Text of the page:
Comet Hits Jupiter, Times Acts Like Uranus
A man who built his own telescope and takes images of the planets with it that would rival those taken by the best professional observatories only a few decades ago shocked the world last week with news that he'd spotted a major impact on Jupiter.
The Jupiter sucker-punch made for big news, and there was plenty of it as the media responded with comparisons to the Comet Shoemaker-Levy 9 impact of 1994, and questions about asteroids hitting the Earth, etc.
For the most part, the mainstream media didn't embarrass themselves with their coverage, even if, as usual, they proved not to seem to know the first thing about telescopes, the people that use them, and how such discoveries are made.
Still, we really didn't expect that the literally dumbest article written in the wake of the Jupiter impact would come from the New York Times.
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First, consider how great this story is on its own merits: computer programmer Anthony Wesley, the Australian discoverer, noticed Jupiter's new scar in a 14.5-inch reflector telescope that he constructed himself.
Why do many of us who ply the night skies use instruments of our own creation? Because, as Wesley told Wired.com, telescopes you can purchase in a store simply aren't up to the standards that serious amateurs demand.
Amen, brother. So Wesley builds his machine, which features cooling equipment and light-dampening features which are crucial to obtaining an image stable enough for the high-magnification work he does with planets. And with other recent advances that many amateurs are using, he's able to maintain a live video feed as the impact scar on Jupiter rotates into view.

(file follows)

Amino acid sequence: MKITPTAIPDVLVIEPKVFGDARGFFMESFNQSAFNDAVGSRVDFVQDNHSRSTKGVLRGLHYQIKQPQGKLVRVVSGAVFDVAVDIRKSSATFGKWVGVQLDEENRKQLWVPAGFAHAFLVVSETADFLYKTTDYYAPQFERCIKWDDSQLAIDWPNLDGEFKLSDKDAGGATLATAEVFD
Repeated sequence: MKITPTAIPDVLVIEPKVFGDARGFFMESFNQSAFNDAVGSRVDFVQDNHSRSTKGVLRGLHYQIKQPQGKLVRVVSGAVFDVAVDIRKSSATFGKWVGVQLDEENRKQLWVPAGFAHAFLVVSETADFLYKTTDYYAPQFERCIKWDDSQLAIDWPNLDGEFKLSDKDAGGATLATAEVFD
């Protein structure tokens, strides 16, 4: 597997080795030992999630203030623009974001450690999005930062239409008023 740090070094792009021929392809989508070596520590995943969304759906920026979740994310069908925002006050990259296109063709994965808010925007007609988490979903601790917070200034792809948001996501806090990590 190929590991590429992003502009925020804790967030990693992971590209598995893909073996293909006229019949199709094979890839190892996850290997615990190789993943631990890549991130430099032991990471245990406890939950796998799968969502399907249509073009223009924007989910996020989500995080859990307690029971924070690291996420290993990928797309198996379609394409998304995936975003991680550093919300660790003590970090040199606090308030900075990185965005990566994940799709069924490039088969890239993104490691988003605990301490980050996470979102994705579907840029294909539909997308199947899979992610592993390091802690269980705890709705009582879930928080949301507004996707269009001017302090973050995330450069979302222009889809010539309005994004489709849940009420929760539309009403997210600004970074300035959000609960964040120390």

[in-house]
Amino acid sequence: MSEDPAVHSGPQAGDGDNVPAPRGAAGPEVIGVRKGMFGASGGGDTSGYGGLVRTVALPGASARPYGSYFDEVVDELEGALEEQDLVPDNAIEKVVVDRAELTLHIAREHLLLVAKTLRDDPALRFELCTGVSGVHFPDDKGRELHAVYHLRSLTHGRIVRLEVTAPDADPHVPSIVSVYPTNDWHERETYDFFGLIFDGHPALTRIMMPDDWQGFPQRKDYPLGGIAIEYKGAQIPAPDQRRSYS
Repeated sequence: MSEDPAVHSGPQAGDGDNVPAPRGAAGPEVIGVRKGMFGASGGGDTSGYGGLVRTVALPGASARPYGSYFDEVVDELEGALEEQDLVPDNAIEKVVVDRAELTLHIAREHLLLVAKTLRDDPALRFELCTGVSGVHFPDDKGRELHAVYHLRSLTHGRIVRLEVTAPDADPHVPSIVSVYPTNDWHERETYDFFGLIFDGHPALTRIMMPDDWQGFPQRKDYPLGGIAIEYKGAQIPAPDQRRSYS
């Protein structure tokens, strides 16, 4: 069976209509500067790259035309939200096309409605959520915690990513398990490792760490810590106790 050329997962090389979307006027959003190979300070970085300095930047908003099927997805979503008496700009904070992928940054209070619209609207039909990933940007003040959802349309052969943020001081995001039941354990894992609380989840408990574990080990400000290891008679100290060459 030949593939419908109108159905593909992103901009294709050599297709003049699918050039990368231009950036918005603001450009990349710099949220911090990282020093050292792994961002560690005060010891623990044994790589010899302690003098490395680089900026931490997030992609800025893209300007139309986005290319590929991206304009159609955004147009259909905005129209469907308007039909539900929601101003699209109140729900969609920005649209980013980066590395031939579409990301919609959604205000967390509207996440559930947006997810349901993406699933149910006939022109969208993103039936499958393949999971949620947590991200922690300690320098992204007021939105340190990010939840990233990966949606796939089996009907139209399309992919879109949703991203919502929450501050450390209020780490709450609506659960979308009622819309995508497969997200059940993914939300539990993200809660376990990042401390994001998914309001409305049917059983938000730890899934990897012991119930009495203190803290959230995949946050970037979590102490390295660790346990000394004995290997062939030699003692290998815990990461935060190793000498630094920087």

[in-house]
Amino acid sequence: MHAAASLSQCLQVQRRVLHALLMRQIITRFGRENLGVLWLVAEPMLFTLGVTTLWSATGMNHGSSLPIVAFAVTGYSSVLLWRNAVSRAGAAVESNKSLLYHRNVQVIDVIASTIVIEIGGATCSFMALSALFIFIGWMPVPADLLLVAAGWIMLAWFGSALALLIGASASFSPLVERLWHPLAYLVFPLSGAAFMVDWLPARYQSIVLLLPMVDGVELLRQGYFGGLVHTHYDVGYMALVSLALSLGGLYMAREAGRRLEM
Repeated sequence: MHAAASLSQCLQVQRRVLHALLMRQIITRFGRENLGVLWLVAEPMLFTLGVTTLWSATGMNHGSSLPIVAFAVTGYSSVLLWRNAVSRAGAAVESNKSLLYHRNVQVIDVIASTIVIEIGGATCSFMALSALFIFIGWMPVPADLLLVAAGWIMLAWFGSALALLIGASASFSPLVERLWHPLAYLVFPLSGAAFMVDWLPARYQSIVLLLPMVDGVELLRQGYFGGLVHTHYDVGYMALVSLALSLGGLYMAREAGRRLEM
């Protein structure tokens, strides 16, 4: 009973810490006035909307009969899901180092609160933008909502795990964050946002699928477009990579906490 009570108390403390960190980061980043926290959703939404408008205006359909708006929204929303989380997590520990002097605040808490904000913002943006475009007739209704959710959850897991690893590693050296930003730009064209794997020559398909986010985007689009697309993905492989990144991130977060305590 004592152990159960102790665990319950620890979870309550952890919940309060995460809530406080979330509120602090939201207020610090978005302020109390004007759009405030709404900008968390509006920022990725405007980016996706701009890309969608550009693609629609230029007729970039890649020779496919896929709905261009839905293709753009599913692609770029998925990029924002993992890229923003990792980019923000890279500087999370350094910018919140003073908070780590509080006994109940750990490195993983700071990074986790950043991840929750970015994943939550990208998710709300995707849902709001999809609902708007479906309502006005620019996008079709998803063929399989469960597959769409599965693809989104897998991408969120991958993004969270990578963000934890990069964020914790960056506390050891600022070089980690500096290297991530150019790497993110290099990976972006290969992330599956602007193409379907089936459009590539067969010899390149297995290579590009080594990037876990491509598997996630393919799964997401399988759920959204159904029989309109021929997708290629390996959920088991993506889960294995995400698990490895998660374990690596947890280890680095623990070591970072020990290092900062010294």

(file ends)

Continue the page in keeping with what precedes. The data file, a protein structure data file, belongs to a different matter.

How's that for amazing? So what does the Times seize on for its piece?
To wit: That other amateur astronomers are excited about the discovery because normally their lives are devoid of interest except when something like the new Star Trek movie is in the theaters, and incredibly, they share their excitement with each other over the Internet.
We're not making this up. Wesley was practically a footnote at the end of the story, with the rest being among the lamest science-related pieces we've ever seen in the venerable rag. (And which, inexplicably, was printed in the Times' Style section.)
Is it really a revelation that amateur astronomy, like practically every other interest group in the world, is now heavily wired up so that "lonely" practitioners can share information online and -- gasp -- plan meetups?
What is this, 1993?
As with any story about a subculture that not everyone is familiar with, telling a story about a guy like Wesley would take some introductory material for the uninitiated. But usually, the Times is more than happy to dive into the stronger stuff, and help its large audience understand why Wesley and many others like him are doing such interesting work with telescopes, imaging electronics, and computers.
On the other hand, maybe the Times folks really aren't up on their telescopes at all. It took the paper's "Lede Blog" three tries to explain what part of a telescope is referred to when you call it a "14.5-inch" or "8-inch" instrument (it refers to the size of the telescope's "objective," the primary lens or mirror). As you can see in this photo, Wesley's scope, despite a mirror only a little more than a foot in diameter, is actually pretty massive.
Like many others, Wesley has documented the construction of his fine telescope (name: "Nemesis") on a website. And from it, we really can't tell if he's excited about the new Star Trek movie.
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